These, and other related, facts led Basole and Basu (2009) to conclude that: (a) the hold of semi-feudal landlords had declined significantly over the past few decades; thus, the primary element of the rural ruling class today seems to be the rich farmers; (b) there has been a significant growth of the rural proletariat, and (c) the prevalence of petty production, in agriculture, industry and services, remains undiminished; hence the petty bourgeoisie remains numerically and politically important; (d) the vast majority of the industrial proletariat is seen in India today as unorganized workers, who lack social security, work security and employment security (NCEUS, 2007). Let us now turn to a study of the industrial bourgeoisie and the middle classes.
The Industrial Bourgeoisie
The dominant element in the ruling class combine is the industrial bourgeoisie, which emerged and grew under the long shadow of British colonialism. Accumulating capital through merchant and trading activities related to the colonial economy, this class gradually diversified into industrial activities, beginning with the textile industry in an around colonial Bombay. Significant portions of the industrial bourgeoisie has been, and continues to be, organized along family lines, with the Tatas and the Birlas being the most prominent historical examples. Three characteristics of the Indian industrial bourgeoisie demand further analysis and comment: its attitude towards other elements, especially the semi-feudal landlords, of the ruling class combine; the evolution of its internal structure and its relationship with the State; and, its relationship with the center of the global capitalist system.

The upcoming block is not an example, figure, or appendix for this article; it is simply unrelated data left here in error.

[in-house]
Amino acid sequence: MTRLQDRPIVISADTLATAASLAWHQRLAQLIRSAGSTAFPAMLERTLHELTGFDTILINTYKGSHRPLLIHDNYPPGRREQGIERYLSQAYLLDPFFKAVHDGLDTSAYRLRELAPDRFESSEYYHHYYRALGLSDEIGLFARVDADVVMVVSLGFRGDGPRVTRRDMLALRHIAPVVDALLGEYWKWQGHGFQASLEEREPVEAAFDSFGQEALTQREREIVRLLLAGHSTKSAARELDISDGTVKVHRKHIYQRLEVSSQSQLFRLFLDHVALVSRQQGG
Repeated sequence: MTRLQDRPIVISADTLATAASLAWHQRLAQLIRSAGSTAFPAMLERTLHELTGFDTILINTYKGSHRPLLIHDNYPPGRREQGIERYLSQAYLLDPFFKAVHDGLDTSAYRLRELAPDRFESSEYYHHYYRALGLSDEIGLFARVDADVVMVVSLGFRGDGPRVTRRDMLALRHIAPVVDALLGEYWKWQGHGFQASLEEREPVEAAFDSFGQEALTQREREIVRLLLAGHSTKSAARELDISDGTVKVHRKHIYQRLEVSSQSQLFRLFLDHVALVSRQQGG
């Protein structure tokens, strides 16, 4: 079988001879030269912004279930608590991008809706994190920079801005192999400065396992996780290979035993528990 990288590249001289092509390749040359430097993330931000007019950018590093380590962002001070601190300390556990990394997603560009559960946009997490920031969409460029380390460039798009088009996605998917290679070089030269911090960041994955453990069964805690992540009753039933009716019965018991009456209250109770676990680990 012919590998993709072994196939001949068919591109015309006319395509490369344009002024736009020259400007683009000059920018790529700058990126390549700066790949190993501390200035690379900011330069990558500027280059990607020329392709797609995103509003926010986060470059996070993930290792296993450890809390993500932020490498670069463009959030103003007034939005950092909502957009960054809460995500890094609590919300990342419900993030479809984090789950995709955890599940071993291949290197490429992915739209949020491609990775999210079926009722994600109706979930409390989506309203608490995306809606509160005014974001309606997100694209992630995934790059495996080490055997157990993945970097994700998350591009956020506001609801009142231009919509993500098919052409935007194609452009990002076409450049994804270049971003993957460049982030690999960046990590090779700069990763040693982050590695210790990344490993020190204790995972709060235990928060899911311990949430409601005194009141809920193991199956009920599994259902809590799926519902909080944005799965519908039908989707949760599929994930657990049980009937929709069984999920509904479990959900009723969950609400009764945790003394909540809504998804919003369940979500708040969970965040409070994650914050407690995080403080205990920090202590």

The Indian bourgeoisie has, because of its historical origins, always had an ambivalent attitude to the whole gambit of semi-feudal interests in the economy. Even though it hesitantly supported the nationalist leadership of the Indian National Congress, it was never strong enough to push for its hegemony either in the nationalist movement or in the post-colonial State. It never fought a frontal battle with feudal interests, the biggest indicator of which is the half-hearted nature of land reforms in independent India. As a result, it could neither fashion an independent capitalist development path for the country based on the home market nor consistently democratize the polity. If the nationalist struggle for independence is, therefore, understood as the beginning of the bourgeois democratic revolution in India, then it largely remains unfinished even 60 years after political independence from British colonialism.
Even though the Indian bourgeoisie has not initiated and led a broad-based capitalist development, which could have improved the material conditions of the vast masses of the country, it has nonetheless managed to significantly widen and deepen the industrial structure of India. Starting with consumer goods industries like textiles, it has diversified into the production of basic capital and intermediate goods, and consumer durables. This has been largely possible because of the protection and patronage of the State, with which this class has had a complex relationship. On the one hand, it has resisted all attempts at disciplining by the State for larger development programmes (Chibber, 2006); on the other, it has utilized industrial, tax, credit, export and import policies of the State to further its own narrow class interests.
At the time of political independence, the industrial structure in India was very concentrated at the top, with a few large monopoly business houses controlling large swathes of the market. Three trends have emerged, slowly at first, since then. The first trend has been the differentiation of the economy into an organized and an unorganized sector, roughly coterminous with large and small scale industries; policies of the Indian state helped in this differentiation. The second trend has been the relative growth and proliferation of the small scale sector, i.e., relative to the large-scale, organized sector. The third trend has been the slow but steady growth of a regional bourgeoisie, different from and often competing with the established large business houses. Thus, concentration and centralization of capital has proceeded in several branches of the organized sector; but this has also been accompanied by increased regional and sectoral competition and growth of the small scale sector.